On its release back in 2010, ‘How to Train Your Dragon’ swiftly and ruthlessly established itself as quite possibly the greatest-ever movie with the word ‘dragon’ in the title that DIDN’T also star Bruce Lee (or Jason Scott Lee pretending to be Bruce Lee. Actually no, scratch that – ‘Dragon: The Bruce Lee Story’ was bobbins. A plague on your mansion, Rob Cohen!).
It rained down fiery death on ‘Double Dragon’ – admittedly, just like every other movie released before and since.
It left another offering from the Rob Cohen chaff factory, ‘Dragonheart’, blubbing like a baby with a smacked bottom.
And it made ‘The Last Dragon’, the Motown martial arts mash-up paid for outta the big pockets of Berry Gordy, look like the misguided folly of a mogul dipping his wick in a market other than his own. Which, of course, is precisely what that film is. But isn’t it nice that we’re all clear on that point? Yes, nice.
Now, an all-conquering triumph such as the one effected by ‘How to Train Your Dragon’ is always likely to be interpreted as the peasantry pleading for another helping from the same barrel of swill – and that’s precisely how the wise and noble barons of DreamWorks Animation have taken it, resulting in the arrival of this sequel.
Picking up five years on from where the first film left off, ‘How to Train Your Dragon 2’ reunites us with Hiccup (voiced once again by the quavering tones of Jay Baruchel), who in the time since we’ve been away has transformed from nerdy teen to cloud-surfing brainbox; a proto-steampunk inventor who’s built himself a wingsuit and a prosthetic leg with changeable appendages (it’s kind of like a Swiss Army Knife mated with Rose McGowan’s gun-leg from ‘Planet Terror’).
All seems rosy in Hiccup’s ocean-bound home of Berk, with the once-dreaded dragons now integrated into the everyday lives of the populace, and his gruff-yet-lovable pa, Stoick (Gerard Butler), even talking about handing the reins of power over to him.
It’s a proposition the young heir has little time for, preferring as he does to endlessly soar the skies with his faithful dragon companion, Toothless. However, when Berk comes under threat from an old foe of Stoick’s, the ominous Drago Bludvist (Djimon Hounsou), Hiccup finds himself flung together with a mysterious figure from his own past, sparking a whole new adventure.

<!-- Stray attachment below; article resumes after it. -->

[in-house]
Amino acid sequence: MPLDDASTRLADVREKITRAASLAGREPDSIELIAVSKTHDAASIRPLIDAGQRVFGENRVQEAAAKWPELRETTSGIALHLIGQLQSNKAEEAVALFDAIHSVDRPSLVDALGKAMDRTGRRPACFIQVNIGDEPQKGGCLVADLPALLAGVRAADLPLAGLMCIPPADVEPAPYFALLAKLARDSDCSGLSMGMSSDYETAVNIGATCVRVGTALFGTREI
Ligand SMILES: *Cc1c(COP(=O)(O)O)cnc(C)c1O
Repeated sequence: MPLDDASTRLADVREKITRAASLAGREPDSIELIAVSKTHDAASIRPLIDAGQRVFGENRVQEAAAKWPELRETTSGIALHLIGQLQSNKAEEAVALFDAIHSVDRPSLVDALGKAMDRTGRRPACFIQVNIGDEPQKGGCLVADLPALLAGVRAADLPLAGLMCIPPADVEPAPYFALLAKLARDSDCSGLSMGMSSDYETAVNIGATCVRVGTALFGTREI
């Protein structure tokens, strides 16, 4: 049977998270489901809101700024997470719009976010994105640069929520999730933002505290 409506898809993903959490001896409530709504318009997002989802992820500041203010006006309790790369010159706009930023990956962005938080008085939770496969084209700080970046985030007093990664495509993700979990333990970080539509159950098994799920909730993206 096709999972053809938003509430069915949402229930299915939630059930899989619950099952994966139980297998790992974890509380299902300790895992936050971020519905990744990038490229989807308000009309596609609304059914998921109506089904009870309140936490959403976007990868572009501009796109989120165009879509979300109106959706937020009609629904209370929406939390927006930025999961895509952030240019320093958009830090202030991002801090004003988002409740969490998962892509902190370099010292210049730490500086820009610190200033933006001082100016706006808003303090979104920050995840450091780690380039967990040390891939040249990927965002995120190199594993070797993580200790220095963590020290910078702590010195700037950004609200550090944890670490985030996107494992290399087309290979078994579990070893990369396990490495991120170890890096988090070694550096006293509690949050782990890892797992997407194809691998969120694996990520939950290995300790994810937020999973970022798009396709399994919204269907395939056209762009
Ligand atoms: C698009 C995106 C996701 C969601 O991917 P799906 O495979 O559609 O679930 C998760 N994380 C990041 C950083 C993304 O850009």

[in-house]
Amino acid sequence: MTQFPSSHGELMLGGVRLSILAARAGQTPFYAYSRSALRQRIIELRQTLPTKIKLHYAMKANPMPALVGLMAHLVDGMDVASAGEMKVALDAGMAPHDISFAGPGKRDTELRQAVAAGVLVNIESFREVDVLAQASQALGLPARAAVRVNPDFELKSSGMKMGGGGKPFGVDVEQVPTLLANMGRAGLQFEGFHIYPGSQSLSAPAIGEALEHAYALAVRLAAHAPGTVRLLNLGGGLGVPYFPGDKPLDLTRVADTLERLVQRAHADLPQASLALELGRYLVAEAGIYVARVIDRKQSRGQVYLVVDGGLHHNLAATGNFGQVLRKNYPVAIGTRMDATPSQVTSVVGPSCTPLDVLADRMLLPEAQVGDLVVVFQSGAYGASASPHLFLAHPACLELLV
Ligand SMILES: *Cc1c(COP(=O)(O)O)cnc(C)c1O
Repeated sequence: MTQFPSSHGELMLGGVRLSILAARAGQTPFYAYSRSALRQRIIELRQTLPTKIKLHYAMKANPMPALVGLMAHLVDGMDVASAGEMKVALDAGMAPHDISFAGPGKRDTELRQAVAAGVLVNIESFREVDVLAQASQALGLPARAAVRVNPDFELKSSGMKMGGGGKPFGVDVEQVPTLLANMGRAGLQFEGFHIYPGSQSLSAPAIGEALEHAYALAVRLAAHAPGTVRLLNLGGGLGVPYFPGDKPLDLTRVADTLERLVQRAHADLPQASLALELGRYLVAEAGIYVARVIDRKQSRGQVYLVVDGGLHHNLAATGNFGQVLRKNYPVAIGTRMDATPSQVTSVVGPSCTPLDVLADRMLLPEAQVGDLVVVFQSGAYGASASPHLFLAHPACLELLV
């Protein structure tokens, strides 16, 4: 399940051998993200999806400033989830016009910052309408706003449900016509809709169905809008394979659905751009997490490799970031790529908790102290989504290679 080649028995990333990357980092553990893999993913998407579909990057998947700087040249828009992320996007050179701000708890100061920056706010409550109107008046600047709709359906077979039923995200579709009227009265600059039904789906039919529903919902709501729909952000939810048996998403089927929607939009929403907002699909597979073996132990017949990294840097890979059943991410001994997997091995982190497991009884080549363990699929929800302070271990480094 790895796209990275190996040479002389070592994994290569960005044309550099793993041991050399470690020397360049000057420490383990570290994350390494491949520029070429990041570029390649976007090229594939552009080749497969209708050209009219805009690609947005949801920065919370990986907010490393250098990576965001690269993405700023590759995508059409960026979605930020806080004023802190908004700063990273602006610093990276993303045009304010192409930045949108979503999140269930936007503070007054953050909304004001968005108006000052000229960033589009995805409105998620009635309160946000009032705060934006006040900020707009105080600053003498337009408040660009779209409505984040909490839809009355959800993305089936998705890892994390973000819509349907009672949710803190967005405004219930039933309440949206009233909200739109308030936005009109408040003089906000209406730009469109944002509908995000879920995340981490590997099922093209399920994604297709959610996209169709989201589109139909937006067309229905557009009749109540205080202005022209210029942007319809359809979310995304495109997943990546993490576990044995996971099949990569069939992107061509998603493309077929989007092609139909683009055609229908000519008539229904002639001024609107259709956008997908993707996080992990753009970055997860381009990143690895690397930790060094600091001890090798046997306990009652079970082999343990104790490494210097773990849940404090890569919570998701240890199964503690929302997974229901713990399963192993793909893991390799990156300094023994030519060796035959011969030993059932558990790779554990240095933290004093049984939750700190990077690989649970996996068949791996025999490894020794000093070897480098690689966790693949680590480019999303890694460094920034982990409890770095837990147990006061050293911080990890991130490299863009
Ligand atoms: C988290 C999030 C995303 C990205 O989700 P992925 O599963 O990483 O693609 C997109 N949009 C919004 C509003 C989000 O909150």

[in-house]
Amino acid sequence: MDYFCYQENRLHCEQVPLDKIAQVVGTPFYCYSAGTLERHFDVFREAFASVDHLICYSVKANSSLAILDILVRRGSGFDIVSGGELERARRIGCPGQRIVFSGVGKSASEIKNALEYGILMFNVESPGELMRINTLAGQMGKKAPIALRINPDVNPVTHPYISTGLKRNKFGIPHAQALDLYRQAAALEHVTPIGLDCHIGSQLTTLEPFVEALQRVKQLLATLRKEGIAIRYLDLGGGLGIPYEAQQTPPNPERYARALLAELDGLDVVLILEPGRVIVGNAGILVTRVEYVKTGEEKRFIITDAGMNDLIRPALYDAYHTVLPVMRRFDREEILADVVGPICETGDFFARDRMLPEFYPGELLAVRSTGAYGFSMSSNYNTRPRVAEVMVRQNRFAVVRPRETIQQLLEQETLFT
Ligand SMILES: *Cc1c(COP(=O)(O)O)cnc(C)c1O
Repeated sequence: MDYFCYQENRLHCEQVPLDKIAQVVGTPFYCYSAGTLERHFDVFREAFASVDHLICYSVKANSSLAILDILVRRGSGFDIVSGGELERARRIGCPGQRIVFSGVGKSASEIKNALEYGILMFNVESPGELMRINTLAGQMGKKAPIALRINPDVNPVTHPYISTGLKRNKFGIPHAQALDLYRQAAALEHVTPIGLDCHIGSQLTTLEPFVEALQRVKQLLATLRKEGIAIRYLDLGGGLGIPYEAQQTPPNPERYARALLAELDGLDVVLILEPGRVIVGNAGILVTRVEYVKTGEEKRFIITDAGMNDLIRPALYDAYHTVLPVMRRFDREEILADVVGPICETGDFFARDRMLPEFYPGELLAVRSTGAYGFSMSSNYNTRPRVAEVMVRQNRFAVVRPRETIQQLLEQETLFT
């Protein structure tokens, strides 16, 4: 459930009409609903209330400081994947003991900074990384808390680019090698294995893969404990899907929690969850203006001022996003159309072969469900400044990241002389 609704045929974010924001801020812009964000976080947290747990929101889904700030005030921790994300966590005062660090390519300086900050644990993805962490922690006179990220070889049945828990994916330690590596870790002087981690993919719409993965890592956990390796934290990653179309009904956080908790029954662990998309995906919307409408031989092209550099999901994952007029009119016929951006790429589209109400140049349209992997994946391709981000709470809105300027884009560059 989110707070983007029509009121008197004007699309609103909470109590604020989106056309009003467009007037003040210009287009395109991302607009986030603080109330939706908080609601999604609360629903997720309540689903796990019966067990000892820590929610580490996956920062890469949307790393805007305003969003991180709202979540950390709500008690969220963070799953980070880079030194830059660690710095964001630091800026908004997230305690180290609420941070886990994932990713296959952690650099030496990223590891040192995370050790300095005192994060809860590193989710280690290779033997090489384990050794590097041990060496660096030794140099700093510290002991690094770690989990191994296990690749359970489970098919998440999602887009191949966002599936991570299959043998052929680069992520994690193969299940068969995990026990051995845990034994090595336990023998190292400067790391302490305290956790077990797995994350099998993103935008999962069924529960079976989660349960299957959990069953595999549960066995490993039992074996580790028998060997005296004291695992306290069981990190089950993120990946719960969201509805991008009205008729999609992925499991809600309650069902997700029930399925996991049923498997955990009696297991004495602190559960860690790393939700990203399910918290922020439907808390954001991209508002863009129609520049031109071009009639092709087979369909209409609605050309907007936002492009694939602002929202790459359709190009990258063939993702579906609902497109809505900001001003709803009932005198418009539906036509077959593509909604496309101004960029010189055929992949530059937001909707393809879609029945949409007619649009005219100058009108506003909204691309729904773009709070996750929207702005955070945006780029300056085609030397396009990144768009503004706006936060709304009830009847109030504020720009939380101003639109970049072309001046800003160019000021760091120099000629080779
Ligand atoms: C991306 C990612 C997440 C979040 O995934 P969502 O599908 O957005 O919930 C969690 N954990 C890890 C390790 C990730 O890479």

An awfully big adventure as it turns out. Y’see, ‘How to Train Your Dragon 2′ is written and directed by Dean DeBlois, who co-directed its predecessor with Chris Sanders, but is flying solo this time round, owing to Sanders’ commitments to 2013 DreamWorks hit ‘The Croods’.
And when striking his deal to take the helm of this second helping, DeBlois insisted it wasn’t simply another adventure; rather, that it form the middle chapter in an eventual trilogy, with the director claiming to have taken his cue from the original Star Wars films (presumably not in the sense that he’s going to wait 16 years before releasing a trio of particularly crappy prequels).
Whether ‘How to Train Your Dragon’ does indeed spawn a third installment remains to be seen. For having been tipped as one of the sure-fire smashes of what’s been a pretty slow summer season, it opened below expectations in the US last month, trailing behind ’22 Jump Street’ on its debut weekend.
But threequel or no threequel, the planned trilogy framework allows DeBlois sufficient space to build a bigger story, introduce new characters and move through emotional gears not often utilised in a kids film (even a kids film that definitely feels like it’s trying to hook in those slightly older kids who are allowed to go to the movies minus any style-cramping grown-ups).
The animation too has evolved greatly since episode one, with DeBlois again enlisting the services of the Coen Brothers’ regular cinematographer Roger Deakins as visual consultant. Apart from accompanying his director on a scouting mission to Norway’s Svalbard Islands for a spot of inspiration, Deakins reckons one of his major contributions to the movie was taking away lights.
The result of this expertise is an aesthetic that goes beyond simply impressive and into the realm of beautifully cinematic, most obviously in the sequences of cartwheeling dragon-flights through the sky.
How to Train Your Dragon 2 is a movie which offers ample thrills and spills for its intended audience, although curiously the character arc handed to Hiccup comes a little bit at the expense of his pal, Toothless.
While still integral to the story, the diminutive dragon is afforded fewer of those moments when it gets to act as avatar for the audience’s beloved family pets (or favourite YouTube kitties…), and the movie is just a little less lovable overall as a result.
How to Train Your Dragon 2 is out now in Scotland and Northern Ireland and is released in the rest of the UK on 11 July.